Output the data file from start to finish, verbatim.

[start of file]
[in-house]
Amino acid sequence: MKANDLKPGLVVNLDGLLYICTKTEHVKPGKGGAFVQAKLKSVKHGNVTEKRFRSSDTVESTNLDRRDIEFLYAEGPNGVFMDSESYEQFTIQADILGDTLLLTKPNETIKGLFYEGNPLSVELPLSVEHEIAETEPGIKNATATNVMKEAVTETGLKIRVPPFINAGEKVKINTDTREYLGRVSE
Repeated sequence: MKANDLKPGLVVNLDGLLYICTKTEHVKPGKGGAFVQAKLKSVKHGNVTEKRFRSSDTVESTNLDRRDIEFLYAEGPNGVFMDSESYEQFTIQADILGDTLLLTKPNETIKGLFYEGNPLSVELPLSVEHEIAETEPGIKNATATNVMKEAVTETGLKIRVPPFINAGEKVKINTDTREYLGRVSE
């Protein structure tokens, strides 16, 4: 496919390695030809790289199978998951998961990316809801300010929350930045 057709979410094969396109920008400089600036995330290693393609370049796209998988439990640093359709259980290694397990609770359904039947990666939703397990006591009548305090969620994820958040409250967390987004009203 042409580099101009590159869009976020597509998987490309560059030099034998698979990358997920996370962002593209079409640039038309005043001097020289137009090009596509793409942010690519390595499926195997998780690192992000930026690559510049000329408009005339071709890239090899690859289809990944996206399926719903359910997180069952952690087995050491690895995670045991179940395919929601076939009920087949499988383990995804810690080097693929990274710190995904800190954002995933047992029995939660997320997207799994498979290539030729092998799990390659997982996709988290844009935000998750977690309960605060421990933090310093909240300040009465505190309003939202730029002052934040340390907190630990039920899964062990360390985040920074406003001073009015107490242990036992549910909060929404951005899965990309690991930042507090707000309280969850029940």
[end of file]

[in-house]
Amino acid sequence: MKANDLKPGLVVNLDGLLYICTKTEHVKPGKGGAFVQAKLKSVKHGNVTEKRFRSSDTVESTNLDRRDIEFLYAEGPNGVFMDSESYEQFTIQADILGDTLLLTKPNETIKGLFYEGNPLSVELPLSVEHEIAETEPGIKNATATNVMKEAVTETGLKIRVPPFINAGEKVKINTDTREYLGRVSE
Repeated sequence: MKANDLKPGLVVNLDGLLYICTKTEHVKPGKGGAFVQAKLKSVKHGNVTEKRFRSSDTVESTNLDRRDIEFLYAEGPNGVFMDSESYEQFTIQADILGDTLLLTKPNETIKGLFYEGNPLSVELPLSVEHEIAETEPGIKNATATNVMKEAVTETGLKIRVPPFINAGEKVKINTDTREYLGRVSE
């Protein structure tokens, strides 16, 4: 496919390695030809790289199978998951998961990316809801300010929350930045 057709979410094969396109920008400089600036995330290693393609370049796209998988439990640093359709259980290694397990609770359904039947990666939703397990006591009548305090969620994820958040409250967390987004009203 042409580099101009590159869009976020597509998987490309560059030099034998698979990358997920996370962002593209079409640039038309005043001097020289137009090009596509793409942010690519390595499926195997998780690192992000930026690559510049000329408009005339071709890239090899690859289809990944996206399926719903359910997180069952952690087995050491690895995670045991179940395919929601076939009920087949499988383990995804810690080097693929990274710190995904800190954002995933047992029995939660997320997207799994498979290539030729092998799990390659997982996709988290844009935000998750977690309960605060421990933090310093909240300040009465505190309003939202730029002052934040340390907190630990039920899964062990360390985040920074406003001073009015107490242990036992549910909060929404951005899965990309690991930042507090707000309280969850029940």